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Good day.

This week, I had the opportunity to do something I have never done before, and something that no other Governor has done since Ken Curtis did it over 30 years ago.

On Tuesday and Wednesday, I climbed Mount Katahdin with my son, Jack, and a group of other hikers that included some of the state’s most thoughtful conservation thinkers, old friends and new friends.

After a brisk 3.3 mile hike to Chimney Pond Tuesday night, we continued to the top of Maine’s highest mountain on Wednesday.

It was a challenging climb both on the way up and, in some ways, even more-so on the way down.

We set out at about 6:15 in the morning to climb the Saddle Trail. We had some tremendous viewpoints on the way up the mountain, looking down on Chimney Pond and miles upon miles of conserved land from thousands of feet in the air. The most spectacular view was with the sun shining on the pond, as a star in the night of a cloudy, damp day. And, as we climbed higher, it quickly turned to more fog and rain.

But none-the-less, from the peak of Saddle Slide, which is about a mile before the summit, the views were still spectacular.

Standing on the top of the mountain I understood Gov. Baxter’s passion for creating and preserving the state park that today bears his name.

Something else that impressed me on the way up was the people we ran into. Young couples, parents with children, fathers, sons, mothers and daughters – people from Blue Hill, Deer Isle, Auburn, Portland and Millinocket – and all there to make memories and see what Governor Baxter saw so many years ago.

It occurred to me that many of the memories that are made on a trip like ours with your family and friends easily outlast the sore muscles and bad backs, and it’s the people that are remembered even as the views grow fuzzy in the mind.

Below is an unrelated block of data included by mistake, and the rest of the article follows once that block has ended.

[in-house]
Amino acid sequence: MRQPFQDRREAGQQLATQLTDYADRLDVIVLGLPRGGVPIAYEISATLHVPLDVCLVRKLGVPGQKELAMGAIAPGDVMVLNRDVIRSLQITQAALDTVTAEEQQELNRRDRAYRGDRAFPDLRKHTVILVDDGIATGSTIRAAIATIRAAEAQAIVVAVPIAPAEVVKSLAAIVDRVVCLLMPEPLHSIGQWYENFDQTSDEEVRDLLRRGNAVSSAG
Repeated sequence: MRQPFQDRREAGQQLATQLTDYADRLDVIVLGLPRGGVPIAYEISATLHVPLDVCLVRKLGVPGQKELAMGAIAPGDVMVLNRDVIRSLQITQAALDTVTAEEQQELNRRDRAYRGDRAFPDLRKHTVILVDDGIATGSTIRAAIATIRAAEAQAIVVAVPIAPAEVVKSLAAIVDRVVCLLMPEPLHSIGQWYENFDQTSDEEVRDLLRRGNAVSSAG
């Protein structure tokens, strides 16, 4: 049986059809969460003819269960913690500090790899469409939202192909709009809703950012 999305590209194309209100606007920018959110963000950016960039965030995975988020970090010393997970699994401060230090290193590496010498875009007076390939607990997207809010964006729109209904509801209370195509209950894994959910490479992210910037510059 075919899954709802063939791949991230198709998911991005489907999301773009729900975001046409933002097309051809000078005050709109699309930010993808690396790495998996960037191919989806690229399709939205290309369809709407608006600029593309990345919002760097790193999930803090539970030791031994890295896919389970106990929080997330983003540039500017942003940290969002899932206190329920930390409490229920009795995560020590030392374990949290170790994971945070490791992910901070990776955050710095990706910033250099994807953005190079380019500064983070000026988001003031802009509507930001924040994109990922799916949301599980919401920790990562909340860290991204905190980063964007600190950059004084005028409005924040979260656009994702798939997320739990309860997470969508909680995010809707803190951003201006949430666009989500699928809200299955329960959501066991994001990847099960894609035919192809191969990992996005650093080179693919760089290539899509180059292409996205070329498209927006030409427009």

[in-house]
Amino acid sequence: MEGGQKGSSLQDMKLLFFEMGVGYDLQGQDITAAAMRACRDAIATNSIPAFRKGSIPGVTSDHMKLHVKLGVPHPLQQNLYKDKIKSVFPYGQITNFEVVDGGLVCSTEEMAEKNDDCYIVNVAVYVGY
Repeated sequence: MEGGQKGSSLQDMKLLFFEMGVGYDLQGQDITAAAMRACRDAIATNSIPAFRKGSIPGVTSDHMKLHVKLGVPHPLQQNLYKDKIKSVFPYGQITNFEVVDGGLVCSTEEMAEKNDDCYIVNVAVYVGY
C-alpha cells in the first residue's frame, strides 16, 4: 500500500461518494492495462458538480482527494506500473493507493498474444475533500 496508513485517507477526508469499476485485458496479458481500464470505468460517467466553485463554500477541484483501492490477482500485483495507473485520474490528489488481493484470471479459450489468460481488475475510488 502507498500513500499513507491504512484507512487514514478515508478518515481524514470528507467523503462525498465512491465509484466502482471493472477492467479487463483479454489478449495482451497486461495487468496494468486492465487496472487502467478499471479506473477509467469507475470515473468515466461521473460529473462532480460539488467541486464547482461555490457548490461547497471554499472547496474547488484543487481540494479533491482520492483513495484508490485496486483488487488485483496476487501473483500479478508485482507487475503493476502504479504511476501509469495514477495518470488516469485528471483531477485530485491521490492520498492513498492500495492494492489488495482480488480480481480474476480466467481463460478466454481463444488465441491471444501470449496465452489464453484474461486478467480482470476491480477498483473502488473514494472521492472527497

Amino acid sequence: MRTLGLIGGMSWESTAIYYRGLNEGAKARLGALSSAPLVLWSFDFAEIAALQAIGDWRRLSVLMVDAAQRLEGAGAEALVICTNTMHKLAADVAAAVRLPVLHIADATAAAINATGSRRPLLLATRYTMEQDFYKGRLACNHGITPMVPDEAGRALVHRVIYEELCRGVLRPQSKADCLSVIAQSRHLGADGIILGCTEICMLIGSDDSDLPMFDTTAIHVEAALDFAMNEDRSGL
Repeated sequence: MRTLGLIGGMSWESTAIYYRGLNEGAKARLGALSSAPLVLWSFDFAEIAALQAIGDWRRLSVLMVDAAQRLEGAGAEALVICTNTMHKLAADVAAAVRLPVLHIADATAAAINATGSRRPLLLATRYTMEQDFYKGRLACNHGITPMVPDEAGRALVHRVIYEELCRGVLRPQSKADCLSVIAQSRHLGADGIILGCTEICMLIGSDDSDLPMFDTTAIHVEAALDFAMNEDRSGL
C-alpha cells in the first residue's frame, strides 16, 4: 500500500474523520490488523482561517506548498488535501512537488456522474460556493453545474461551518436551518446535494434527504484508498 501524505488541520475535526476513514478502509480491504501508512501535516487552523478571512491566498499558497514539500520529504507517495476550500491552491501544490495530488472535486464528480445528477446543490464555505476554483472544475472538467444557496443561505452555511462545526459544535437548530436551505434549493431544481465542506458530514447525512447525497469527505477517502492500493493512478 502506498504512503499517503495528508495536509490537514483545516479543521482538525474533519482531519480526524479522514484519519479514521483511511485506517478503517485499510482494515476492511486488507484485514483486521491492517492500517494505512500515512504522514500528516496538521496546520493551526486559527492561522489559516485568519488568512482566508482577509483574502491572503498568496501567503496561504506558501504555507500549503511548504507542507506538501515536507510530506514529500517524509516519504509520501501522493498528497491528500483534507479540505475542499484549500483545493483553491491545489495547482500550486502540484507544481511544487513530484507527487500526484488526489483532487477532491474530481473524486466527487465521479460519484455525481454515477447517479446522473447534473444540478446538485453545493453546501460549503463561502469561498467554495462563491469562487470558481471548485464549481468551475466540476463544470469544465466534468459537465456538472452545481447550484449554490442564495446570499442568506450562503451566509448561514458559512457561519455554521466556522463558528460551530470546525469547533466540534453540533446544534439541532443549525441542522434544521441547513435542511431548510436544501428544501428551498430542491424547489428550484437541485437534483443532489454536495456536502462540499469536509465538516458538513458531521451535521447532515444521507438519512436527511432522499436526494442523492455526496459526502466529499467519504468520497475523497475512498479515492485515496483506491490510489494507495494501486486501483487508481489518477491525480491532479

I’ll never forget talking with our group after the hike to Chimney Pond as we stared up at Mount Katahdin in the bright sunlight of that basin, and how pristine and preserved it was, as if we were the first people to ever see it.

I won’t forget as Park Director, Jensen Bissell, and his very capable staff shared with us stories of this year. Especially when a hiker was lost and how patient his staff was in guiding her to safety. Even though it was a short distance away, it took over eight hours to get there and they never lost patience.

And while I’ll never forget the feeling I got when I saw the sign on top of “Katahdin Peak” 5,267 feet, I will also never forget the people who did it with me. Those memories will endure.

Baxter State Park and Mount Katahdin are magical. They’ve drawn countless visitors and their natural beauty is awe-inspiring.

I have said this before, but it’s worth repeating: Our greatest duty is to prepare our children for the world they will face and protect the natural resources that they will inherit.

Each year, thousands of people are drawn to Maine because we’ve remained diligent to those qualities that set us apart.

Last year, the state worked with private donors and outdoor enthusiasts to add Katahdin Lake to Baxter State Park. The lake was always part of Gov. Baxter’s original vision, but it took more than 40 years to fulfill his vision, and it’s done.

During my time in office, we have also worked hard to preserve Maine’s special connection to the environment because we in Maine value clean air and clean water, and we’ve made investments to protect them.

In Maine growing our economy means protecting our quality of life and natural resources. It’s the legacy we owe our children and grandchildren.

Climate change is real, and its impacts will be drastic, the effects will reach into every part of our economy, changing our forestry, farming and fishing, and our recreational tourism forever.

As bad as it could be, by taking action now we can make a difference. We still have time to change.

Here in Maine, we’ve been leaders in fighting global warming and reducing greenhouse gas emissions.

Last year, the Legislature enacted my bill to formalize Maine’s participation in the Regional Greenhouse Gas Initiative. It’s the first cap-and-trade program to regulate and reduce carbon dioxide emissions in the country and a model for other regions to follow.

You don’t have to climb Mount Katahdin or make your living from the sea or the woods to understand how interconnected Maine is to the environment. It’s clear in every part of the state.

From our revitalized riverfront communities to our agricultural fields and pristine lakes, Maine’s future is tied to the land we walk upon, the water we drink and the air we breathe.

Thank you.

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